It’s okay if it would rather avoid it; ensure it isn’t scared while the vacuum cleaner is there.

Turn on the vacuum sound

Now you should try turning on the suction if your dog appears at ease with the sight of the vacuum so they can also become used to the sound.

Reward it for remaining close by distributing dog treats around it or engaging in play with them. The idea is for them to become accustomed to loudness and link it with positive events.

Turn the sounds off quietly if your dog shows signs of anxiety or extreme excitement.

Activate movement

Start tossing treats away from you for your dog to chase and discover as you move the vacuum cleaner around slowly and quietly if they appear at ease with the sound and sight of it.

This will enable them to become accustomed to enjoying themselves. At the same time, the vacuum cleaner is in motion around them to correlate its feel and movement with favorable events such as play and treats.

Stop moving it and divert them with goodies and activities if they appear excited in its movement and want to jump on it or chase it.

Are Dogs Afraid of Robot Vacuums, Too?

Are Dogs Afraid of Robot Vacuums

Robotic vacuum cleaners are not something that dogs are too familiar with. However, the following reaction may differ amongst dogs.

Many dogs can get scared, while some cannot. Some dogs may begin to bark because they perceive the robotic vacuum cleaner as dangerous to them and their family.

On the other hand, some dogs may consider it as a harmless moving item and neglect it.

Other dogs may be intimidated as well. This is especially true if your robotic vacuum is a little too noisy for them.

In this case, your dog may flee and hide or whimper whenever you turn on your vacuum to get the cleaning done.

How To Build a Tolerance to Vacuuming in Dogs?

How To Build a Tolerance to Vacuuming in Dogs

With the right training and conditioning, you can help your dog become accustomed to the vacuum and no longer be terrified. Here are some of the steps that may prove helpful:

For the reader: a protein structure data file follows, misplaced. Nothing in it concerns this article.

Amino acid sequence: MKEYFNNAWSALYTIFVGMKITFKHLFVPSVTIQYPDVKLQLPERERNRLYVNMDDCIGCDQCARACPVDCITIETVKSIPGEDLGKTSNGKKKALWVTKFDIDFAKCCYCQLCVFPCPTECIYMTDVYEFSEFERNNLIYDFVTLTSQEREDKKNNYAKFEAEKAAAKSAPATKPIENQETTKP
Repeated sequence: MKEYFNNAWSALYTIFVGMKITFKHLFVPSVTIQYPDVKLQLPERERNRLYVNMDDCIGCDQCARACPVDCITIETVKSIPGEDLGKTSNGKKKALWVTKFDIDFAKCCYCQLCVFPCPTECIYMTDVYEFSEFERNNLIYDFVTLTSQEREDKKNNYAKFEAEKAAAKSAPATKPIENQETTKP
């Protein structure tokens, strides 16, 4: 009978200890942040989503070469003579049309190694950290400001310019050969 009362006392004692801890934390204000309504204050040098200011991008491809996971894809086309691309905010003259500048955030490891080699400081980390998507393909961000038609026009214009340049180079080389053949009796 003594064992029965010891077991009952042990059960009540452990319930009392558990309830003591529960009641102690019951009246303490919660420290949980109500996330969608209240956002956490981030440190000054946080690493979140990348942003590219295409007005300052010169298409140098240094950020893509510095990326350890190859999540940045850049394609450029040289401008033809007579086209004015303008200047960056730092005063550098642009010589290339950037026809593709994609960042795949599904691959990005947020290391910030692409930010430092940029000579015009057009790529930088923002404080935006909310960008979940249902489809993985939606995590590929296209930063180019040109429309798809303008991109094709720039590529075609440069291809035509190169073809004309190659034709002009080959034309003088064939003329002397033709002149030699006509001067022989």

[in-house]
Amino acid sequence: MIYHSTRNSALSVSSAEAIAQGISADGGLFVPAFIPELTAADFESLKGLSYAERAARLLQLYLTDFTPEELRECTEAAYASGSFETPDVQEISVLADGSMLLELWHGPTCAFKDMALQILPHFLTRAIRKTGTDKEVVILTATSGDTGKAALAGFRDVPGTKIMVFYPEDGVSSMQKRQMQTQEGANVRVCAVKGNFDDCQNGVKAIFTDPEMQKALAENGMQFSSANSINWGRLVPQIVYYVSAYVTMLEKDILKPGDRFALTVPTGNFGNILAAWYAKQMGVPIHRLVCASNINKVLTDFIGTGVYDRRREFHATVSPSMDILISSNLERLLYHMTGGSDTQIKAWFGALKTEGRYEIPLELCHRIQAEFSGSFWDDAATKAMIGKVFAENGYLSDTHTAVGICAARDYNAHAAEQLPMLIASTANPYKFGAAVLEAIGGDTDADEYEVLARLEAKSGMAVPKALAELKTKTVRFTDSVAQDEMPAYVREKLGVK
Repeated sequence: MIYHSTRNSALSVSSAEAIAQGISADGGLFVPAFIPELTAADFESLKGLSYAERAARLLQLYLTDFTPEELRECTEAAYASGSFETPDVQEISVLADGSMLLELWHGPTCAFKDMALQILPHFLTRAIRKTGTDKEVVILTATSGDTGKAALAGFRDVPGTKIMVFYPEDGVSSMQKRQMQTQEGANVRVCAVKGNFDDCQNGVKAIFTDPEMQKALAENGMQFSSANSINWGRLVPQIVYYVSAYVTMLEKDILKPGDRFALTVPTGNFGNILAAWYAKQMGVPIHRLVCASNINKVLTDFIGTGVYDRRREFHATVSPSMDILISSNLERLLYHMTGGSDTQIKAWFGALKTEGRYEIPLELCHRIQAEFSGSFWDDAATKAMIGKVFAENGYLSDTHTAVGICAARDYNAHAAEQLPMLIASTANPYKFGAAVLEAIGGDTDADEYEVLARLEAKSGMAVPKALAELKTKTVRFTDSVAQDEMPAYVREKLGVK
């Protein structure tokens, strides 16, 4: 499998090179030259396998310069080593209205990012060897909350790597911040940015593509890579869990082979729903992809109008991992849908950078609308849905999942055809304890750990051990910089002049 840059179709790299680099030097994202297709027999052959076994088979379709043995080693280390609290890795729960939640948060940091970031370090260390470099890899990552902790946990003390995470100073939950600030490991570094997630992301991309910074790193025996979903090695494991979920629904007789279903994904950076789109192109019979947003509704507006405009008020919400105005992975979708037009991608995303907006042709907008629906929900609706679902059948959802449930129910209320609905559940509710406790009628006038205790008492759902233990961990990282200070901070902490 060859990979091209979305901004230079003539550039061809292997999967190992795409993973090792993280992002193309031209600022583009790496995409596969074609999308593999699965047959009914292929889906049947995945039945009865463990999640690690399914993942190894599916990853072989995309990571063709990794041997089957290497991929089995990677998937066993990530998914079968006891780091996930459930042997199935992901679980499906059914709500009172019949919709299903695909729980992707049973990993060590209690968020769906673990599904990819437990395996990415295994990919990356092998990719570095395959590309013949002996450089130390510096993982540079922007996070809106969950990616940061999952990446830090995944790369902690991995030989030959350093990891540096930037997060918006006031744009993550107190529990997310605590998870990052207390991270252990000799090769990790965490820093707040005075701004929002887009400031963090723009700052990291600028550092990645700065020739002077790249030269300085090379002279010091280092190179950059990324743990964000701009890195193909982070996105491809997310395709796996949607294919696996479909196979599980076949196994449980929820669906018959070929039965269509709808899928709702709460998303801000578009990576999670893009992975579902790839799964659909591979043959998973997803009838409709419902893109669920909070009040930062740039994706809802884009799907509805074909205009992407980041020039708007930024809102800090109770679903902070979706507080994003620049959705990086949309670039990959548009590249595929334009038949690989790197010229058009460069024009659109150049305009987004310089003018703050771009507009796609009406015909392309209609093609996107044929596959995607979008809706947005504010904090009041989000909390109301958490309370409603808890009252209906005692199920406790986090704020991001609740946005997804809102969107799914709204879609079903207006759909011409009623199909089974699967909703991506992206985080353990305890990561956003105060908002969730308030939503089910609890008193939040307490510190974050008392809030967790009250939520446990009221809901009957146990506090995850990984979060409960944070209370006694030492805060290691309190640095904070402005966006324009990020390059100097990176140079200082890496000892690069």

• Allow them to sniff: Allow your dog to hover around and sniff the vacuum while you’re cleaning. It may help the device’s reception for the dog.
  • Reward them with treats: Place your dog’s favorite toy near the vacuum cleaner to assist your dog in becoming more acquainted with the instrument
  • Distract the dog while vacuuming: Ask a family member to play with the dog while you are vacuuming, to distract the dog. Don’t force the dog to hear the noise if the dog isn’t distracted.
  • Build tolerance slowly: If your dog can tolerate the vacuum from a slight distance, progressively approach the area where they are. You may need to repeat the process several times before your dog becomes accustomed to it.
  • Make the vacuuming rewarding for the dog: Consider putting treats on the vacuum cleaner to shift your dog’s perspective of the gadget. It then ceases to be a threat and becomes more enjoyable.
  • Take tiny steps first: Begin small by running the vacuum cleaner for a few minutes. Move your dog to a different room if it has a problem with the sound. If available, seek the assistance of a family member or a friend to help you record the dog’s reaction and understand dog’s body language.


Consider your dog’s favorite hobbies and find a method to combine the sight, sounds and use of the vacuum cleaner with activities and products they like.

If your dog dislikes the vacuum way too much, you can transfer it to another place while cleaning. Teach your pet to stay calm while the vacuum is running in another room. Entertaining it with toys or muffled noises from the television or speaker can also prove helpful.

However, if your dog is anxious, you should always consult your veterinarian.

Robbert Randy

Robbert is an expert in vacuums. He graduated from the University of Applied Science with a degree in Commercial Economics in 2019. He tests and provide troubleshooting tips to vacuum users on his website. He don’t do this for profit–he simply want to research the best models out there and share his findings.